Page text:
7. ^ "Macy's, Inc. To Trade As M On NYSE". Federated Department Stores. http://phx.corporate-ir.net/phoenix.zhtml?c=84477&p=irol-newsArticle_Print&ID=978833&highlight=. Retrieved 2007-04-05. 
  8. ^ http://phx.corporate-ir.net/phoenix.zhtml?c=84477&p=irol-newsArticle&ID=1105123&highlight=
  9. ^ "Macy's, Inc. to Expand "My Macy's" Localization Initiative, Adopt New Operating Structure, Reduce Expenses". Marketwatch.com. February 2, 2009. http://www.marketwatch.com/news/story/macys-inc-expand-my-macys/story.aspx?guid={C96A1DC1-ADD6-4A86-9A52-122083F2AA8B}&dist=msr_5. Retrieved 2009-02-02. 
  10. ^ Witkowski, Wallace (February 2, 2009). "Macy's cutting 4% of workforce, quarterly dividend". Marketwatch.com. http://www.marketwatch.com/news/story/macys-cutting-4-workforce-quarterly/story.aspx?guid={562D06BC-6B17-4908-ACCB-C0A1ADE742EC}&dist=msr_3. Retrieved 2009-02-02. 
  11. ^ Emerging Textiles February 2008. Retrieved: May 4, 2008
  12. ^ Timesunion April 21, 2008. Retrieved: May 4, 2008
  13. ^ Detroit Free Press April 22, 2008 Retrieved: May 4, 2008
  14. ^ Timesunion April 21, 2008 Retrieved: May 4, 2008
  15. ^ In Stores, Private Handcuffs for Sticky Fingers, The New York Times, June 17, 2003, reprint of [1]
  16. ^ Macy's Settles Complaint of Racial Profiling for US$600,000, The New York Times, January 14, 2005.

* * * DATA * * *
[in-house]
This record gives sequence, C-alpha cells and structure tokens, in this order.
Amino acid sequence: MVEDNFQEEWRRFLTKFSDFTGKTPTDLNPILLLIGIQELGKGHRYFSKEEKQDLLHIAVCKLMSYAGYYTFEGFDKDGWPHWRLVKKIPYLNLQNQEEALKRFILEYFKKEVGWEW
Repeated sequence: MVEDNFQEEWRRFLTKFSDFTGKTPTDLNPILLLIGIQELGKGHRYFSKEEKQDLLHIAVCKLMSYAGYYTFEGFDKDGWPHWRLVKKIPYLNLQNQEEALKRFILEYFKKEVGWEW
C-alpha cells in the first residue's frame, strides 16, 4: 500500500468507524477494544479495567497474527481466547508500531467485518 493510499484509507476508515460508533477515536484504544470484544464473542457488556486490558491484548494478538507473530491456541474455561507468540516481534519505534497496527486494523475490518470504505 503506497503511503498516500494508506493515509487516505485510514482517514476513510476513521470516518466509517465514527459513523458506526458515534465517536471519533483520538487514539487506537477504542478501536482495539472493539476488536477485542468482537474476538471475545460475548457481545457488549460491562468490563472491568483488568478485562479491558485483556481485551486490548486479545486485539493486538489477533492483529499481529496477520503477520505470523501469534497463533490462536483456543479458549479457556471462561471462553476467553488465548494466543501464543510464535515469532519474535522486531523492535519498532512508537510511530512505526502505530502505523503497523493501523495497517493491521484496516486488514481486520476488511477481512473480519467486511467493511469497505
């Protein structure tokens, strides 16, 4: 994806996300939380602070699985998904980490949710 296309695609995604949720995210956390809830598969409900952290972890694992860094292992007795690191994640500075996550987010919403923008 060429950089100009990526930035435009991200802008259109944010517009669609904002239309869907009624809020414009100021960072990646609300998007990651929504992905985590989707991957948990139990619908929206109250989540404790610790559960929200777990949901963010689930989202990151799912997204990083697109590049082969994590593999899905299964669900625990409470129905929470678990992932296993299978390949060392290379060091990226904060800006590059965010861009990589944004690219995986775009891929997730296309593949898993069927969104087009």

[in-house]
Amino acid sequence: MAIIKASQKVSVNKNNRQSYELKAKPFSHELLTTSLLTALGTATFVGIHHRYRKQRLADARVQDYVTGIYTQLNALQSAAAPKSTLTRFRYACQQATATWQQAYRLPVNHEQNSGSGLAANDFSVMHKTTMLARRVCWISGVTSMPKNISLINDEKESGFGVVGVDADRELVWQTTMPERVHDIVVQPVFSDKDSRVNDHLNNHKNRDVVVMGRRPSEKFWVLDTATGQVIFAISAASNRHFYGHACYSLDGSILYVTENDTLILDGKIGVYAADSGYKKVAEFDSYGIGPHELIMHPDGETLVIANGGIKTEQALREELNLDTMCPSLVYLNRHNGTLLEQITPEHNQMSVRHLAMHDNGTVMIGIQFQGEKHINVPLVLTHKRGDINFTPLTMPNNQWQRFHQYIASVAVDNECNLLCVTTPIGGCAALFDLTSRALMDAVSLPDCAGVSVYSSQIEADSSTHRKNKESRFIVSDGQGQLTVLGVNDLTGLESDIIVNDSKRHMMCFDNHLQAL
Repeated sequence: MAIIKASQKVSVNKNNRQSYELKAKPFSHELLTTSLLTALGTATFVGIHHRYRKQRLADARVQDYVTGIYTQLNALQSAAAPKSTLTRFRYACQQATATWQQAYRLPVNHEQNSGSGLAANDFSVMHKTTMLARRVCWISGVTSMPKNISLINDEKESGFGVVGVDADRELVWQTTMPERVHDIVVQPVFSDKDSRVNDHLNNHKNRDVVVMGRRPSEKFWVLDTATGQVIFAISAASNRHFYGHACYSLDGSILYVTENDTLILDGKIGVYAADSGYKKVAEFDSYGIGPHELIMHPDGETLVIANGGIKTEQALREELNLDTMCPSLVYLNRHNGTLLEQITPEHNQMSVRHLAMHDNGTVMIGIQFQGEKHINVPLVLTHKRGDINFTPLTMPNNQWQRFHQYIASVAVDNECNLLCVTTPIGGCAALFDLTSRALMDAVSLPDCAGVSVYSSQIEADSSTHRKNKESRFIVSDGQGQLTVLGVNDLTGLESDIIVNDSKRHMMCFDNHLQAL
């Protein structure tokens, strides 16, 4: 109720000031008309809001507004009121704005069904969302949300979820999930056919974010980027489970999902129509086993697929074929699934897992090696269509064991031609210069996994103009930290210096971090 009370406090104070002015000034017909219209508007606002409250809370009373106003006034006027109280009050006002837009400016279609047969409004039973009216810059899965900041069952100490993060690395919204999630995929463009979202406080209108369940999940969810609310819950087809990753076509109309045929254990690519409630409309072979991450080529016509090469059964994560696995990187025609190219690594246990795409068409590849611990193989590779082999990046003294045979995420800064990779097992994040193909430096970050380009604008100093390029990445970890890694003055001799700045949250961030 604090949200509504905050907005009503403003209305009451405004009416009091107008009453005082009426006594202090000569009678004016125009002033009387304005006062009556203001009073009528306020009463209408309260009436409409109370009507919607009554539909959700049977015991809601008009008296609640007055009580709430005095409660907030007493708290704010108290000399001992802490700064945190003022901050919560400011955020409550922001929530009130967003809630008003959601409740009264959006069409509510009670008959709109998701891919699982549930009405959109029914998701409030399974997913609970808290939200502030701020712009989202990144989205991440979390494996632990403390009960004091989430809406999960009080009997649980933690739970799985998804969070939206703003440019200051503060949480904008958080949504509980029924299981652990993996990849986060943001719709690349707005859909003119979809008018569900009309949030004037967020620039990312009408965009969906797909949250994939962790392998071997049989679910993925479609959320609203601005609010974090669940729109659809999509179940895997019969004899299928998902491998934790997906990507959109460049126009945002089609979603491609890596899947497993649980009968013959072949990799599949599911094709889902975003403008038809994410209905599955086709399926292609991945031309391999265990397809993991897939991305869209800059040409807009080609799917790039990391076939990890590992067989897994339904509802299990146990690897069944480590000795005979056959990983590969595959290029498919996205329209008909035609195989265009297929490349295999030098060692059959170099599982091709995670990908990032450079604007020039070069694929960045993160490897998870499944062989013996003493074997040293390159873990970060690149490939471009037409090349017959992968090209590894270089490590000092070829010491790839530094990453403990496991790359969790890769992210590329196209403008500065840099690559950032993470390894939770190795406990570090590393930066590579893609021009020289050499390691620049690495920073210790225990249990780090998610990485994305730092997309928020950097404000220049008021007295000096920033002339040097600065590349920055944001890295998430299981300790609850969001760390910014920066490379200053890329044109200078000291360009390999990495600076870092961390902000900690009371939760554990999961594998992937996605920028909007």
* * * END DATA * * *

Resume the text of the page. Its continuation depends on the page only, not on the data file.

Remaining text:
17. ^ Now you see 'em, now you don't, Bay Windows, June 8, 2006.
  18. ^ CEO admits 'Macy's mistake', In Newsweekly, June 14, 2006.
  19. ^ Hard-core fans stay loyal to brand, Chicago Tribune, September 5, 2006.
  20. ^ Protesters: Give Chicagoans what they want - Field's, Skyline-Chicago.com, November 30, 2006.
  21. ^ Macy's will not provide sales figures for former Marshall Field's stores, but admits that reports that sales are down at former Field's stores, particularly at the flagship store at 111 North State Street - Slow Sales At Converted Marshall Field's Stores, NBC5.com, December 13, 2006.
  22. ^ [2], Macy's: State St. store 'doing badly', Chicago Tribune, May 18, 2007.
  23. ^ "Macy's will be Macy's" On January 11, 2008 the Macy's North division had a press release stating it would layoff 271 workers at Macy's North (which is mostly the former Marshall Field's stores and HQ) [3]
  24. ^ Macy's dressed down on code
  25. ^ L.H. Robbins, "The City Department Store: Evolution of 75 Years," The New York Times, 12 February 1933, 130.
  26. ^ a b [4]
  27. ^ http://terryjlundgrencenter.org/about.html
  28. ^ The Big Apple: Does Macy's Tell Gimbels? Barry Popik, October 7, 2004.

External links

Coordinates: 40°45′03″N 73°59′21″W / 40.75083°N 73.98917°W / 40.75083; -73.98917